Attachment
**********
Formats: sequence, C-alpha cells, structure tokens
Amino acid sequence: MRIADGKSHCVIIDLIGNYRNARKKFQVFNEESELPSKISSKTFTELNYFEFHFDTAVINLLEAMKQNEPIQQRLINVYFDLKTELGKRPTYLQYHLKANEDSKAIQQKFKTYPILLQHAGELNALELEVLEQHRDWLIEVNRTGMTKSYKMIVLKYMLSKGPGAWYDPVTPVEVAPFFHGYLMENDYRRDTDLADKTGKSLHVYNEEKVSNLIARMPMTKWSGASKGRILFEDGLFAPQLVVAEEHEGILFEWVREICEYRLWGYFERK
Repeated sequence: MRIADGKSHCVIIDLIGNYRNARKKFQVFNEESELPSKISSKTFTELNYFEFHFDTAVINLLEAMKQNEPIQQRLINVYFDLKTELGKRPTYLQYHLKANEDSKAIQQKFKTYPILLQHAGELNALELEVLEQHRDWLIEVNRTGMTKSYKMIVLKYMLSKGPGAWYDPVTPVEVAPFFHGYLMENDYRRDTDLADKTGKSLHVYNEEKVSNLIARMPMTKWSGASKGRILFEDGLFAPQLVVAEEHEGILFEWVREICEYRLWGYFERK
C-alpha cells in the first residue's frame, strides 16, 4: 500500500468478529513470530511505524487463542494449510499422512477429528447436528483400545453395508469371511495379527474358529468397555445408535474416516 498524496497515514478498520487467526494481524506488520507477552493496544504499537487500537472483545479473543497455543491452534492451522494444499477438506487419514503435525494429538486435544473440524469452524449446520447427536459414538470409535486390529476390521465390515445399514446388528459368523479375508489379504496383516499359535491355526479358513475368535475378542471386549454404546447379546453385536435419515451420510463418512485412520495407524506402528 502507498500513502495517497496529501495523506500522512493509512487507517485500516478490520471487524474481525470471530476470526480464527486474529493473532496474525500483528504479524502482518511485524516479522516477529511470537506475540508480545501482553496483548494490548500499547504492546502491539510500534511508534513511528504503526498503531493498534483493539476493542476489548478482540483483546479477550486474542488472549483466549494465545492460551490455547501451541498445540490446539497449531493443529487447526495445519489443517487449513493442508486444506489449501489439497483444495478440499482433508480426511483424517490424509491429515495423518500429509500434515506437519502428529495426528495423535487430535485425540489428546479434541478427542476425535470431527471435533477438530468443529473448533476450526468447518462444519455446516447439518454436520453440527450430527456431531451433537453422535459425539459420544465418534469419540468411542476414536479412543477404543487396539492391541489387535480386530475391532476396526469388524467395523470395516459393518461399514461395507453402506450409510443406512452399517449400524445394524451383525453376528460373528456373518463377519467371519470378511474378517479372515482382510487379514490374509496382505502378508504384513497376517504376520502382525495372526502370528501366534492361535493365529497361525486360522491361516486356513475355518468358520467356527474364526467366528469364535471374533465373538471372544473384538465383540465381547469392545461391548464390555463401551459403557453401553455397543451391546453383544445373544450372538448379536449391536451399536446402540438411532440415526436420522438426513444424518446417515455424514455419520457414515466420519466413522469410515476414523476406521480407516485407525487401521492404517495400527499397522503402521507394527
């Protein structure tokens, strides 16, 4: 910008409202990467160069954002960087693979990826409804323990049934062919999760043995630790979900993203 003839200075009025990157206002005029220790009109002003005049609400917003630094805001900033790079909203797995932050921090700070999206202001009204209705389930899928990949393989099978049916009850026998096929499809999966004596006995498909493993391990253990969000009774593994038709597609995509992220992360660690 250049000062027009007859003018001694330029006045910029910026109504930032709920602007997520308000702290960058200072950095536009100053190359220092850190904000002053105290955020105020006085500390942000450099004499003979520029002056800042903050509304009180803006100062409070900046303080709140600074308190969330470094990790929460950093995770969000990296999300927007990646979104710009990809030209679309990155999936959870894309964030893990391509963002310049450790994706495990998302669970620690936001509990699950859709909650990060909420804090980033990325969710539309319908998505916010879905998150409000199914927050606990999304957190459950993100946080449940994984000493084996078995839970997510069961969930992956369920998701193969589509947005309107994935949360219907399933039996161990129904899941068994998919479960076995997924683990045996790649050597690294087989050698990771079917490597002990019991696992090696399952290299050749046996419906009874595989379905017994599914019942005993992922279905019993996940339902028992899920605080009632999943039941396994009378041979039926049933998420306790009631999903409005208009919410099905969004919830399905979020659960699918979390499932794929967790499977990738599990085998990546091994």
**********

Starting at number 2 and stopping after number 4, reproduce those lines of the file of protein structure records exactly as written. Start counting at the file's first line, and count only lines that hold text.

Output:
Amino acid sequence: MRIADGKSHCVIIDLIGNYRNARKKFQVFNEESELPSKISSKTFTELNYFEFHFDTAVINLLEAMKQNEPIQQRLINVYFDLKTELGKRPTYLQYHLKANEDSKAIQQKFKTYPILLQHAGELNALELEVLEQHRDWLIEVNRTGMTKSYKMIVLKYMLSKGPGAWYDPVTPVEVAPFFHGYLMENDYRRDTDLADKTGKSLHVYNEEKVSNLIARMPMTKWSGASKGRILFEDGLFAPQLVVAEEHEGILFEWVREICEYRLWGYFERK
Repeated sequence: MRIADGKSHCVIIDLIGNYRNARKKFQVFNEESELPSKISSKTFTELNYFEFHFDTAVINLLEAMKQNEPIQQRLINVYFDLKTELGKRPTYLQYHLKANEDSKAIQQKFKTYPILLQHAGELNALELEVLEQHRDWLIEVNRTGMTKSYKMIVLKYMLSKGPGAWYDPVTPVEVAPFFHGYLMENDYRRDTDLADKTGKSLHVYNEEKVSNLIARMPMTKWSGASKGRILFEDGLFAPQLVVAEEHEGILFEWVREICEYRLWGYFERK
C-alpha cells in the first residue's frame, strides 16, 4: 500500500468478529513470530511505524487463542494449510499422512477429528447436528483400545453395508469371511495379527474358529468397555445408535474416516 498524496497515514478498520487467526494481524506488520507477552493496544504499537487500537472483545479473543497455543491452534492451522494444499477438506487419514503435525494429538486435544473440524469452524449446520447427536459414538470409535486390529476390521465390515445399514446388528459368523479375508489379504496383516499359535491355526479358513475368535475378542471386549454404546447379546453385536435419515451420510463418512485412520495407524506402528 502507498500513502495517497496529501495523506500522512493509512487507517485500516478490520471487524474481525470471530476470526480464527486474529493473532496474525500483528504479524502482518511485524516479522516477529511470537506475540508480545501482553496483548494490548500499547504492546502491539510500534511508534513511528504503526498503531493498534483493539476493542476489548478482540483483546479477550486474542488472549483466549494465545492460551490455547501451541498445540490446539497449531493443529487447526495445519489443517487449513493442508486444506489449501489439497483444495478440499482433508480426511483424517490424509491429515495423518500429509500434515506437519502428529495426528495423535487430535485425540489428546479434541478427542476425535470431527471435533477438530468443529473448533476450526468447518462444519455446516447439518454436520453440527450430527456431531451433537453422535459425539459420544465418534469419540468411542476414536479412543477404543487396539492391541489387535480386530475391532476396526469388524467395523470395516459393518461399514461395507453402506450409510443406512452399517449400524445394524451383525453376528460373528456373518463377519467371519470378511474378517479372515482382510487379514490374509496382505502378508504384513497376517504376520502382525495372526502370528501366534492361535493365529497361525486360522491361516486356513475355518468358520467356527474364526467366528469364535471374533465373538471372544473384538465383540465381547469392545461391548464390555463401551459403557453401553455397543451391546453383544445373544450372538448379536449391536451399536446402540438411532440415526436420522438426513444424518446417515455424514455419520457414515466420519466413522469410515476414523476406521480407516485407525487401521492404517495400527499397522503402521507394527